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What is Identifiability?

Developing models for pharmacokinetic or pharmacodynamic data requires creativity, patience, and hard work. Sometimes that creativity ends up violating mathematical principles which can lead to poorly fitting models and frustration for a modeler. One common area where mistakes are made is related to the analysis of parent and metabolite data simultaneously. Because data are available for both analytes (parent drug and metabolite), it seems like it should be a piece of cake … and sometimes it is. But other times we forget about a key mathematical principle called identifiability.

You can look up a complex definition of identifiability on wikipedia (link), but I much prefer a simple explanation that my father gave when helping me with Algebra many years ago …

You can only solve the set of equations if you have the same number of equations as unknowns. Two unknowns require two equations, three unknowns require three equations, and so on.

Some people are visual learners, so here is what this looks like in equation form:

Equation Set 1

x+y=12 \\x*y=20

There are 2 equations and 2 unknowns (x and y) in that set of equations. This set of equations is identifiable. It is also solvable using basic algebra. Now here is a second set of equations to consider:

Equation Set 2

x+y=12 \\x*y*z=20

Now we have 2 equations and 3 unknowns (x, y, and z) in this set of equations. This set of equations has an identifiability problem. Everything will have to be solved in terms of z because we don’t have enough information to solve each unknown. We could insert values for z and then determine what x and y are for each specific value of z; however, we cannot “solve” the set of equations like we did in Equation Set 1.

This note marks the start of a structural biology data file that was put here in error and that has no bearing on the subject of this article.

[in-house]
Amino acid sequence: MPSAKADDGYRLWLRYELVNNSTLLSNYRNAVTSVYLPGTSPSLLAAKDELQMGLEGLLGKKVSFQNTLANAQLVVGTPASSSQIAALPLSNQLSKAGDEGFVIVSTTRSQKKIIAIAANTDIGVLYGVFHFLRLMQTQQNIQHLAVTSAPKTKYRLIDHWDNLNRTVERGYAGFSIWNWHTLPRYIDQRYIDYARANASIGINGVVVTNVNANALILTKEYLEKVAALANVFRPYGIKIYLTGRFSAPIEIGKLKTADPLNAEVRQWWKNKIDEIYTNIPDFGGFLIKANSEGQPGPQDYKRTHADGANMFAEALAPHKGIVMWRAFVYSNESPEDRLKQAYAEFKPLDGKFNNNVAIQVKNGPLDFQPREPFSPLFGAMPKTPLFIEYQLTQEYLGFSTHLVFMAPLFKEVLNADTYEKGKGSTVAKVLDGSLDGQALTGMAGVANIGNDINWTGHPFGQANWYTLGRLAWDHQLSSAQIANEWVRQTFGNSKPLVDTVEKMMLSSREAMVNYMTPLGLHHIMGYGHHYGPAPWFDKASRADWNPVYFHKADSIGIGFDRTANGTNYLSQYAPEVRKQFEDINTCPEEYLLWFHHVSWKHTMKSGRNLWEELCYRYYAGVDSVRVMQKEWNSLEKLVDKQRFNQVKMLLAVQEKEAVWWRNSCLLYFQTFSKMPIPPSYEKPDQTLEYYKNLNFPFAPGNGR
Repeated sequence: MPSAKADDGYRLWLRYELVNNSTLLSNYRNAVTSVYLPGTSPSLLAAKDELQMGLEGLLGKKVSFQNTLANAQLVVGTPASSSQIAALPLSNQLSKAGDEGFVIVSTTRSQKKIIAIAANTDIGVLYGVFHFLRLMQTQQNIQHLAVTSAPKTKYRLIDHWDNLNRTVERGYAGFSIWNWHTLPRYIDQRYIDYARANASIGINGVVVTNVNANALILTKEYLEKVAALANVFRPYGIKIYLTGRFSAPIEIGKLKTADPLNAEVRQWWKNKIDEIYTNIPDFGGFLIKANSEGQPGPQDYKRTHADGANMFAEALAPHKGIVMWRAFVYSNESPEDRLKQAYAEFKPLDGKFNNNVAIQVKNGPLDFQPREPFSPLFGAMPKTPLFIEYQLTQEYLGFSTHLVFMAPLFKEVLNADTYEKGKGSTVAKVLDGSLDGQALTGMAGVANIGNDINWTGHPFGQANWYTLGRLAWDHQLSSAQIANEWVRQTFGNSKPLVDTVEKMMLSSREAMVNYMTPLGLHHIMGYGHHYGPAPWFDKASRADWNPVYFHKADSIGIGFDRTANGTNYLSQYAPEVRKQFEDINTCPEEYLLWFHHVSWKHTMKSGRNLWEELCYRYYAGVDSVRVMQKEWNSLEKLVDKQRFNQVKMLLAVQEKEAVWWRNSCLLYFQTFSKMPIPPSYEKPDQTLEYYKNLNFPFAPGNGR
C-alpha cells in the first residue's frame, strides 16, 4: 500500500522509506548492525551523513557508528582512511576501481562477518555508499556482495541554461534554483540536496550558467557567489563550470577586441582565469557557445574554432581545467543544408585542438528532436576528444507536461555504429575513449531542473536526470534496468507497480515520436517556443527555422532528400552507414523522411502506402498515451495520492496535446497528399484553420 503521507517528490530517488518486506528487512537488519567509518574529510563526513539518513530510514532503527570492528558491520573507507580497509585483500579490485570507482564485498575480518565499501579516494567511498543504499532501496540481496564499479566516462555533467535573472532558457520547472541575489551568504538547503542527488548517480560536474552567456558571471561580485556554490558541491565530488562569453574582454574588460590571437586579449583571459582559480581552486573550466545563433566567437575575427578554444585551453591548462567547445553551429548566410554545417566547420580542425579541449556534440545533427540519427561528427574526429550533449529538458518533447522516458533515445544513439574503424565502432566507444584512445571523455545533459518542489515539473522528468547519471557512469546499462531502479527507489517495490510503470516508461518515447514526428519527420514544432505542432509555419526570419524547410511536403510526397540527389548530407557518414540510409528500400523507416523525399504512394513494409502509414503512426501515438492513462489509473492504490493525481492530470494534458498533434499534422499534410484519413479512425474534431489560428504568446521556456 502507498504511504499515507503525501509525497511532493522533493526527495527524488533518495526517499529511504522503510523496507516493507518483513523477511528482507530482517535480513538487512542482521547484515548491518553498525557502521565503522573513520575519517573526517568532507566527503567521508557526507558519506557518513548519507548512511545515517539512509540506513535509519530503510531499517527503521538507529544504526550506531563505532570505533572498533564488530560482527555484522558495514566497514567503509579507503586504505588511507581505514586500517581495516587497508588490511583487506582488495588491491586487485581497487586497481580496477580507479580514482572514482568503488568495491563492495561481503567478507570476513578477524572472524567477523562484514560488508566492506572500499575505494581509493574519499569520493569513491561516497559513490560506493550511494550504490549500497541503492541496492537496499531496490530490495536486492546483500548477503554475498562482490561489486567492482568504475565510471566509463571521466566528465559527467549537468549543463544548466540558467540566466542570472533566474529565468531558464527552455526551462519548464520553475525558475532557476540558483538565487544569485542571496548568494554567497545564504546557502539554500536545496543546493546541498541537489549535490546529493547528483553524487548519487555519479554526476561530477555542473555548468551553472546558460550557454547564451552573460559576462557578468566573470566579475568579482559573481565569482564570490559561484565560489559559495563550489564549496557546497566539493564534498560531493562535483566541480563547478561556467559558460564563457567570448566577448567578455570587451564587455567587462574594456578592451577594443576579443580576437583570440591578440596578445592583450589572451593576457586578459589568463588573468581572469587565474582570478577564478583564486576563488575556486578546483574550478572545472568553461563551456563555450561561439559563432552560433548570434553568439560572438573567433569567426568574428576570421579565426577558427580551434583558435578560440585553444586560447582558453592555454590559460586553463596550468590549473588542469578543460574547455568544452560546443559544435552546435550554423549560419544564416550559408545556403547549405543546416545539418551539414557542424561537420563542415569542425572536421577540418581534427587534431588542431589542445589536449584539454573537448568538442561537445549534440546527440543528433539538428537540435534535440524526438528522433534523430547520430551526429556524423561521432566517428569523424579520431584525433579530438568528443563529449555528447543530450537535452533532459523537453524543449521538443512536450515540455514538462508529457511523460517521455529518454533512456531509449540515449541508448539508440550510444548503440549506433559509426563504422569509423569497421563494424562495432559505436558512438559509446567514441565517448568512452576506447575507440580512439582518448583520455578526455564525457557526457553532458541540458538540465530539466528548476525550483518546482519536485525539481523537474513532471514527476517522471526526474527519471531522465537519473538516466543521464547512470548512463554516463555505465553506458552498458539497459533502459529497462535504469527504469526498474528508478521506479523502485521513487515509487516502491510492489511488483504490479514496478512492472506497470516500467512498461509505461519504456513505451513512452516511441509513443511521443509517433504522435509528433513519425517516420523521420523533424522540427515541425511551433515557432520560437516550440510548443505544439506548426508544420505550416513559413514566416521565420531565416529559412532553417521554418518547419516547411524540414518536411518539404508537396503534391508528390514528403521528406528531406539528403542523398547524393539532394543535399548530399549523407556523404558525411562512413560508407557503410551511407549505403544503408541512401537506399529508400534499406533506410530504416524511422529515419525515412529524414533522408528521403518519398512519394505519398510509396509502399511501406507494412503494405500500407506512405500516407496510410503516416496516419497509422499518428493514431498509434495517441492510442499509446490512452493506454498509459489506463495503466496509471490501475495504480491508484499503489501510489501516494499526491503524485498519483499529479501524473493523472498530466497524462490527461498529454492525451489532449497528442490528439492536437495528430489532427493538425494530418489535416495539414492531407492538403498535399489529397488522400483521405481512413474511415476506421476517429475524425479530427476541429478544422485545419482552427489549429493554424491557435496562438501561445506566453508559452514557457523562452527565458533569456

How does this relate to parent/metabolite modeling? Assume we have concentration-time data for both parent and metabolite following intravenous (IV) administration of the parent drug. We have no data on the metabolite being administered alone. Also, let’s assume that both the parent drug and metabolite follow first order elimination processes. In this situation, we would want to estimate the following parameters:

Not all of these parameters are independent of one another. In particular, the volume of distribution for the metabolite (Vm) represents the relationship between the amount of metabolite in the body to the concentration of metabolite being measured in the blood/plasma/serum. And the amount of metabolite in the body is estimated by the fraction of parent drug converted to metabolite (fm). Thus we cannot estimate both Vm and fm. We have more variables than equations!

We can estimate the Vp and CLp for the parent drug because we know the dose. We don’t know the dose of the metabolite (i.e., fm) which creates the identifiability problem. There are three possible solutions to this dilemma for parent/metabolite modeling work:

  1. Estimate the volume of distribution for the metabolite following administration of the metabolite directly. Use the estimated value for Vm in the model and only estimate fm.
  2. If the fraction of parent drug converted to metabolite is known from a previous study (e.g. mass balance study), use that estimated fraction fm in the model and only estimate Vm.
  3. Assume the the volume of distribution for the parent and metabolite are identical and estimate both fm and Vm, where Vm=Vp.

Solutions 1 and 2 reduce the number of unknowns, and solution 3 adds one more equation. In essence, all three solutions make the number of equations equivalent to the number of unknowns, allowing for the set of equations to be identifiable.

While I have only presented one example, there are many more situations where creative model-builders construct models that are not identifiable. So if you have an unstable model, or seem to have parameters that are highly sensitive to initial estimates, step back and look to see if you have an identifiability problem.

Identifiability is a common problem with complex QSP models. Watch this webinar to learn how why reduction methods are a potent and necessary tool in the modeler’s arsenal; how reduction methods can be applied to QSP models; and, how model reduction can be used to extract scientific and business insights from complex models.

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